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Lightning face challenge with roster because of NHL salary cap, GM says – NHL.com

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TAMPA — The Tampa Bay Lightning will compete for a third consecutive Stanley Cup title next season and remain a contender in the future, but there likely will be roster changes because of the NHL salary cap and the upcoming expansion draft, general manager Julien BriseBois said Tuesday.

“We have a Stanley Cup-winning roster and our challenge to maintaining that roster is the salary cap,” BriseBois said. “So we’re going to have to get creative.”

Forwards Anthony Cirelli, Nikita Kucherov, Brayden Point and Steven Stamkos; defensemen Erik Cernak, Victor Hedman, Ryan McDonagh and Mikhail Sergachev; and goalie Andrei Vasilevskiy are likely to stay (all but Point are signed for multiple seasons).

Forwards Tyler Johnson, Yanni Gourde, Ondrej Palat and Alex Killorn are the most likely candidates to be traded for salary cap purposes. Johnson, who will turn 31 on July 29, has three seasons remaining on his contract with a $5 million average annual value; Gourde, 29, has four seasons left at $5.166 million annually; Palat, 30, has one season remaining at $5.3 million annually; and Killorn, 31, has two seasons left at $4.45 million annually.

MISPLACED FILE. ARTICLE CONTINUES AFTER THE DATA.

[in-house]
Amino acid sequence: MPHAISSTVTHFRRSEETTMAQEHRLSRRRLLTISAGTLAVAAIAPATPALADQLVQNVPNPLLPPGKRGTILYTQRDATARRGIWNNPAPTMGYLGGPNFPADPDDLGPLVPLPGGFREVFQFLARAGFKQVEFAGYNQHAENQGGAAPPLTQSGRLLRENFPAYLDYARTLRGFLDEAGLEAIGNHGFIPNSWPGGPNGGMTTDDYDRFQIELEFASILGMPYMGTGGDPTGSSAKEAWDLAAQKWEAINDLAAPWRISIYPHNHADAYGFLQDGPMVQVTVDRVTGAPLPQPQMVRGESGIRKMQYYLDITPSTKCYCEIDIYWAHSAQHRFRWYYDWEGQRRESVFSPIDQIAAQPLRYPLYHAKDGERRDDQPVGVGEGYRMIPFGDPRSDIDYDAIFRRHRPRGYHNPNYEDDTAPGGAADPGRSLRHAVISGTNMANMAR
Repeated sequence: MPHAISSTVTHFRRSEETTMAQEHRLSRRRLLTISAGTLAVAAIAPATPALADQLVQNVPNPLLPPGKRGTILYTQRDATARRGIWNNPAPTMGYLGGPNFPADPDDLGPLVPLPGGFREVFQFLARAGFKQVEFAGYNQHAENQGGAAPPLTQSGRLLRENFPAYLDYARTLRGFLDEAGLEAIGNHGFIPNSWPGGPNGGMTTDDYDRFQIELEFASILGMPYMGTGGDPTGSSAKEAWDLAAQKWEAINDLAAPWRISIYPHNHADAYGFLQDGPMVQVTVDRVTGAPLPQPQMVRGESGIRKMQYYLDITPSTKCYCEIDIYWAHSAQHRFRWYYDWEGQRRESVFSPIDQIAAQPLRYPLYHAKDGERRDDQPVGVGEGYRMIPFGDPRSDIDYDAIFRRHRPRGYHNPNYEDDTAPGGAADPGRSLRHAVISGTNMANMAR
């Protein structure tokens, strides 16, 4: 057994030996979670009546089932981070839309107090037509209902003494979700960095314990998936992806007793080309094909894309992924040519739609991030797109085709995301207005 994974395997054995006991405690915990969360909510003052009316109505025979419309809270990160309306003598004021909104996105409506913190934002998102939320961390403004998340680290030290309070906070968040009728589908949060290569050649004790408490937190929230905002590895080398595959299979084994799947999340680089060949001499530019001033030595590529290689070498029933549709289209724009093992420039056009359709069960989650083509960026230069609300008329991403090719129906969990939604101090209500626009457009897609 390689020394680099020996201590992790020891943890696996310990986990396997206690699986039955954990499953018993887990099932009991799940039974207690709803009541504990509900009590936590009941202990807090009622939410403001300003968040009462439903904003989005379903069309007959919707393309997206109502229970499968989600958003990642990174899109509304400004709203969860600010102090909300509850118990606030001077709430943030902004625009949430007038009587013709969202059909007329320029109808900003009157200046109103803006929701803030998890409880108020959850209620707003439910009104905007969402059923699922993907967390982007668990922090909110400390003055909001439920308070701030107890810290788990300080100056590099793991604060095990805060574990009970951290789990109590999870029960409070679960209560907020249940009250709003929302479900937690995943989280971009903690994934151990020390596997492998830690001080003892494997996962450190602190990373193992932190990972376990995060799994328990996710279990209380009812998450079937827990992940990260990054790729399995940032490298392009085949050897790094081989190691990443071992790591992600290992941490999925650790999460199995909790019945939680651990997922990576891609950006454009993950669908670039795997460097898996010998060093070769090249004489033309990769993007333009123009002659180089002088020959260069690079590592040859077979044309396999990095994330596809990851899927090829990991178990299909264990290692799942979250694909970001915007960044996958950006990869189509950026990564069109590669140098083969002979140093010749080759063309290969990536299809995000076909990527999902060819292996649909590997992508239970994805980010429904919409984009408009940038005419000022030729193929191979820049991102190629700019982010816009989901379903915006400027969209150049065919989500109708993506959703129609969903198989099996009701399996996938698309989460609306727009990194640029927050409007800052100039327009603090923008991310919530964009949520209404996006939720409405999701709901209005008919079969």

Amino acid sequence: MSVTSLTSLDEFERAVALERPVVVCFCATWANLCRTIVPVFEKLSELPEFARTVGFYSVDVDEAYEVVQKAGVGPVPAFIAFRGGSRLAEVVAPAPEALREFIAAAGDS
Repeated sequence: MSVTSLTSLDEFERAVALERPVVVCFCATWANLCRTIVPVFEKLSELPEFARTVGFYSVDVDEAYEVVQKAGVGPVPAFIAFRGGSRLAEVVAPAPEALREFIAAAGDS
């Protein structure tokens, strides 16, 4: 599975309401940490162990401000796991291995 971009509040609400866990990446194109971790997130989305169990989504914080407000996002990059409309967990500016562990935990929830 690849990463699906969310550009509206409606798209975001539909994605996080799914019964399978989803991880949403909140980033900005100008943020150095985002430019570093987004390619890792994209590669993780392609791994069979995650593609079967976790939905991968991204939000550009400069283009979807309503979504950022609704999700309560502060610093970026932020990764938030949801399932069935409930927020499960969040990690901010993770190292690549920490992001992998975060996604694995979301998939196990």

Forwards Blake Coleman, 29, and Barclay Goodrow, 28, and defensemen David Savard, 30, and Luke Schenn, 31, are among the Lightning unrestricted free agents.

The salary cap will remain at $81.5 million next season.

“The reality is as much as I would like to bring this team back exactly as is, and I would have faith they’re going to have a lot of success, the reality is we won’t be able to do that,” BriseBois said. “Mostly because of the cap, to a certain extent because there is an expansion draft coming up.

“Today I can’t tell you who won’t be coming back, which players won’t be coming back, because I don’t know for sure. But I know whoever won’t be coming back I will miss having them on our team.”

Coleman scored 31 points (14 goals, 17 assists) in 55 regular-season games and 11 points (three goals, eight assists) in 23 Stanley Cup Playoff games this season. Goodrow scored 20 points (six goals, 14 assists) in 55 regular-season games and six points (two goals, four assists) in 18 playoff games.

“It’s going to be challenging,” BriseBois said. “The reality is that those two players have earned substantial raises and we might not be in a position to be the one that gives it to them.”

The Lightning will also have to work out a contract with restricted free agent forwards Ross Colton and Alex Barre-Boulet, each 24. Colton scored in the 1-0 win in Game 5 of the Stanley Cup Final against the Montreal Canadiens that ended the series. He scored 12 points (nine goals, three assists) in 30 regular-season games as a rookie and six points (four games, two assists) in 23 playoff games. Barre-Boulet scored three goals in 15 regular-season games and did not play in the playoffs.